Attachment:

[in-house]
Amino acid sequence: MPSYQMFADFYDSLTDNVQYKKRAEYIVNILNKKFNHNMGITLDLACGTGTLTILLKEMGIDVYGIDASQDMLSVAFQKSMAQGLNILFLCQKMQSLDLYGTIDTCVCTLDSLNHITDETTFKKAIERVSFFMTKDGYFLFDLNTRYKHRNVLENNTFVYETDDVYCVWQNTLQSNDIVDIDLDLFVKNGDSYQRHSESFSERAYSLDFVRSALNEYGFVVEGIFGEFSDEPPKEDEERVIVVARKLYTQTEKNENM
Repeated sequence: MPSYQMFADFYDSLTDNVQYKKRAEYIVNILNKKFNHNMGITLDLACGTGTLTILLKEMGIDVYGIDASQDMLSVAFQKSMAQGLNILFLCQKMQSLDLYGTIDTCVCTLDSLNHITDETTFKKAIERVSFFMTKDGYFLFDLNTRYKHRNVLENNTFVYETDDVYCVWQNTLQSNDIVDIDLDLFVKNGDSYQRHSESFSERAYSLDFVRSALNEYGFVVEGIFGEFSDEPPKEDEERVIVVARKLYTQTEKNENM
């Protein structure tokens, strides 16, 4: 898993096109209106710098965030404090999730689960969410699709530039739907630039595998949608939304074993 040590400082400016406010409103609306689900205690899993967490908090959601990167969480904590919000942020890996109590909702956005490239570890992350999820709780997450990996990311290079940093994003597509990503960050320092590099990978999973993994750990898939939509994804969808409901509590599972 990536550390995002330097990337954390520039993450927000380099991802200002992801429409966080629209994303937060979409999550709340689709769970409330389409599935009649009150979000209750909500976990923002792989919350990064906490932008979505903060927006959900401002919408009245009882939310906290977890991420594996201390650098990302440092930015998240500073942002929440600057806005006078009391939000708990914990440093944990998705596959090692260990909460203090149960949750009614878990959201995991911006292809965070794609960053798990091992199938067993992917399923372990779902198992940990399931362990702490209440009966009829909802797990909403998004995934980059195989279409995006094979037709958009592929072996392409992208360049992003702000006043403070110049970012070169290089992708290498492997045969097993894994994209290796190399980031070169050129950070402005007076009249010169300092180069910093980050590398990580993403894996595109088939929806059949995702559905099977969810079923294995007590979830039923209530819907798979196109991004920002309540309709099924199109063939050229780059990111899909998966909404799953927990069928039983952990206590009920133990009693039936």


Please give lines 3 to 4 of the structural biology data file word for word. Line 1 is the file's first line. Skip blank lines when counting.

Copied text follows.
Repeated sequence: MPSYQMFADFYDSLTDNVQYKKRAEYIVNILNKKFNHNMGITLDLACGTGTLTILLKEMGIDVYGIDASQDMLSVAFQKSMAQGLNILFLCQKMQSLDLYGTIDTCVCTLDSLNHITDETTFKKAIERVSFFMTKDGYFLFDLNTRYKHRNVLENNTFVYETDDVYCVWQNTLQSNDIVDIDLDLFVKNGDSYQRHSESFSERAYSLDFVRSALNEYGFVVEGIFGEFSDEPPKEDEERVIVVARKLYTQTEKNENM
């Protein structure tokens, strides 16, 4: 898993096109209106710098965030404090999730689960969410699709530039739907630039595998949608939304074993 040590400082400016406010409103609306689900205690899993967490908090959601990167969480904590919000942020890996109590909702956005490239570890992350999820709780997450990996990311290079940093994003597509990503960050320092590099990978999973993994750990898939939509994804969808409901509590599972 990536550390995002330097990337954390520039993450927000380099991802200002992801429409966080629209994303937060979409999550709340689709769970409330389409599935009649009150979000209750909500976990923002792989919350990064906490932008979505903060927006959900401002919408009245009882939310906290977890991420594996201390650098990302440092930015998240500073942002929440600057806005006078009391939000708990914990440093944990998705596959090692260990909460203090149960949750009614878990959201995991911006292809965070794609960053798990091992199938067993992917399923372990779902198992940990399931362990702490209440009966009829909802797990909403998004995934980059195989279409995006094979037709958009592929072996392409992208360049992003702000006043403070110049970012070169290089992708290498492997045969097993894994994209290796190399980031070169050129950070402005007076009249010169300092180069910093980050590398990580993403894996595109088939929806059949995702559905099977969810079923294995007590979830039923209530819907798979196109991004920002309540309709099924199109063939050229780059990111899909998966909404799953927990069928039983952990206590009920133990009693039936």